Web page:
The world doesn’t usually pay much attention to events in Jordan. That changed dramatically on Sunday, when state media announced that unnamed “foreign entities” had been caught in the act of “destabilising Jordan’s security.” Just to make matters even more intriguing, Jordanians also learned that the army chief of staff had paid a visit to ex-crown prince Hamzah bin Hussein, telling him that his access to social media was being restricted and warning him to cease any communication with his followers. Security forces also arrested key figures from the tribal communities on the East Bank of the Jordan River, some of whom had worked directly for Hamzah.…  Seguir leyendo »

Jordan’s King Abdullah II addresses the European Parliament in Strasbourg, France, in January 2020. (Vincent Kessler/Reuters)

Perhaps there’s a real coup plot amid the rumors that have been swirling around Jordan’s King Abdullah II and his charismatic half brother Hamzeh bin Hussein. But what’s certain is that we’re watching a riveting episode in the Jordanian version of “The Crown” — in which the messy family politics common to most royal dynasties are afflicting the Hashemites.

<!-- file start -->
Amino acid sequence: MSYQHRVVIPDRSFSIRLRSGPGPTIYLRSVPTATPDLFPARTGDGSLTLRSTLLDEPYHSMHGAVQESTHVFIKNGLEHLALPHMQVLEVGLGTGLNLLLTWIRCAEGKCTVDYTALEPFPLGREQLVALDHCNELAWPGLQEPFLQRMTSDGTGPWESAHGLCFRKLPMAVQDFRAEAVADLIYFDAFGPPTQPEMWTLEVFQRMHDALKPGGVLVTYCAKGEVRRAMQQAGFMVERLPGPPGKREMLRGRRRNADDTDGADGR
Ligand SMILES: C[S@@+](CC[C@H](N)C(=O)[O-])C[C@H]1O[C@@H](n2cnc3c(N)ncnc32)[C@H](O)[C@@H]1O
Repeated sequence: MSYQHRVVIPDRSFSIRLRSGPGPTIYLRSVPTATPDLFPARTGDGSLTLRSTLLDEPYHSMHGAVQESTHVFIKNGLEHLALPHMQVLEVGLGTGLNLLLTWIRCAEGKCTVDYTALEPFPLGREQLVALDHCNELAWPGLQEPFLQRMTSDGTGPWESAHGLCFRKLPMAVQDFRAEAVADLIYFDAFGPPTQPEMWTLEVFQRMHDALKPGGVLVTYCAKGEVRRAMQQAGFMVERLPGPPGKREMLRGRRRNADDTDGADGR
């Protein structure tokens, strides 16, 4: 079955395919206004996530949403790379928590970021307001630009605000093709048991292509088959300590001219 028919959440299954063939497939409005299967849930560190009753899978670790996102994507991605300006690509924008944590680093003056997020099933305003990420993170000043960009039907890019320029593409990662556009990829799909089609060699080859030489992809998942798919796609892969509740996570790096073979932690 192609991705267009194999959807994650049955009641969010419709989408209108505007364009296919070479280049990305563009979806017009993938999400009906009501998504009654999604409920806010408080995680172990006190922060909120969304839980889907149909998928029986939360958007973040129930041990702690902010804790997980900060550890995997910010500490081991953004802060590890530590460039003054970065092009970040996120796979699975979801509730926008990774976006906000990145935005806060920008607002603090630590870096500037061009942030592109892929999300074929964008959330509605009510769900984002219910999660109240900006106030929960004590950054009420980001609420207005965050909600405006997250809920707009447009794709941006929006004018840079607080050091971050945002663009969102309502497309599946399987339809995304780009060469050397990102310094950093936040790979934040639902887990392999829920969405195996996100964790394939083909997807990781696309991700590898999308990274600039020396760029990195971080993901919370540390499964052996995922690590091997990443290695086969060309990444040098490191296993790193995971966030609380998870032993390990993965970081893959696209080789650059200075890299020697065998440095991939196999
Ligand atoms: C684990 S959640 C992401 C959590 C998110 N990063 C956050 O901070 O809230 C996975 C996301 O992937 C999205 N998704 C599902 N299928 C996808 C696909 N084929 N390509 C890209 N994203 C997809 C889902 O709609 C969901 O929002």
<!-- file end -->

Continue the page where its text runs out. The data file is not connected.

The most worrying aspect of the Jordan flap is that Abdullah may have contracted the obsession with imagined social-media enemies that has destabilized other Middle East leaders, from Saudi Arabia’s Crown Prince Mohammed bin Salman to Egypt’s President Abdel Fatah al-Sissi.

Tuesday’s order by Jordan’s public prosecutor banning the media from discussing his case seems just the latest example of Arab royalty’s social-media panic.…  Seguir leyendo »

Prince Hamzeh bin Hussein, right, and Prince Hashem bin Hussein in Amman, Jordan, in 2006. (Mohammad abu Ghosh/AP)

Jordan’s Prince Hamzeh bin Hussein — eldest son of Queen Noor and the late King Hussein — was put under house arrest Saturday in connection with an alleged conspiracy to “undermine the country’s stability”. Videos posted on social media showed heavy security forces in the wealthy Dabouq neighborhood in West Amman where several royal palaces, including Hamzeh’s, are located. Some 20 individuals were arrested or detained.

A few hours later, Hamzeh recorded a video message via satellite phone that his attorney shared with the BBC, stating that his phone and Internet access and his security detail were all removed. Expecting to lose his satellite connection as well, he said he was being detained for speaking out against government corruption and its intolerance of any political dissent.…  Seguir leyendo »